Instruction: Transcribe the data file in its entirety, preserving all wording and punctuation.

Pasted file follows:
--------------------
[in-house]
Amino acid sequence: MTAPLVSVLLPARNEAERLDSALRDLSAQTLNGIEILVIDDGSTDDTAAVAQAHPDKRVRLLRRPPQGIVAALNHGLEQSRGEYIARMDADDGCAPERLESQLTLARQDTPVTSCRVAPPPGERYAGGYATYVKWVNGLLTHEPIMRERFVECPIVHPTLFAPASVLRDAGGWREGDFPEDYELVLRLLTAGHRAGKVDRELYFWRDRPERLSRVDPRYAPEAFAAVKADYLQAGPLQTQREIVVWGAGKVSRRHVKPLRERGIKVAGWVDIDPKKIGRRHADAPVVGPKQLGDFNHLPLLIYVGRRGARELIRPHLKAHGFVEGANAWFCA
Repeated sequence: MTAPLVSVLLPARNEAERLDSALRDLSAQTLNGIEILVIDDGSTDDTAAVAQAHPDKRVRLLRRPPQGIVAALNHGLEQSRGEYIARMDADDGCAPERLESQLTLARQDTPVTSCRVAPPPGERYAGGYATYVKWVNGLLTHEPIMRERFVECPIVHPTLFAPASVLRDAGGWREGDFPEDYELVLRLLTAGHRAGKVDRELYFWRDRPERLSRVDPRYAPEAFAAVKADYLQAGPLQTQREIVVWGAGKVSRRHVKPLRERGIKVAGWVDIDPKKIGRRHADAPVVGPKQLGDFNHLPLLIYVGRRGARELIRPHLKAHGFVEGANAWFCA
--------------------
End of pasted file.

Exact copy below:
[in-house]
Amino acid sequence: MTAPLVSVLLPARNEAERLDSALRDLSAQTLNGIEILVIDDGSTDDTAAVAQAHPDKRVRLLRRPPQGIVAALNHGLEQSRGEYIARMDADDGCAPERLESQLTLARQDTPVTSCRVAPPPGERYAGGYATYVKWVNGLLTHEPIMRERFVECPIVHPTLFAPASVLRDAGGWREGDFPEDYELVLRLLTAGHRAGKVDRELYFWRDRPERLSRVDPRYAPEAFAAVKADYLQAGPLQTQREIVVWGAGKVSRRHVKPLRERGIKVAGWVDIDPKKIGRRHADAPVVGPKQLGDFNHLPLLIYVGRRGARELIRPHLKAHGFVEGANAWFCA
Repeated sequence: MTAPLVSVLLPARNEAERLDSALRDLSAQTLNGIEILVIDDGSTDDTAAVAQAHPDKRVRLLRRPPQGIVAALNHGLEQSRGEYIARMDADDGCAPERLESQLTLARQDTPVTSCRVAPPPGERYAGGYATYVKWVNGLLTHEPIMRERFVECPIVHPTLFAPASVLRDAGGWREGDFPEDYELVLRLLTAGHRAGKVDRELYFWRDRPERLSRVDPRYAPEAFAAVKADYLQAGPLQTQREIVVWGAGKVSRRHVKPLRERGIKVAGWVDIDPKKIGRRHADAPVVGPKQLGDFNHLPLLIYVGRRGARELIRPHLKAHGFVEGANAWFCA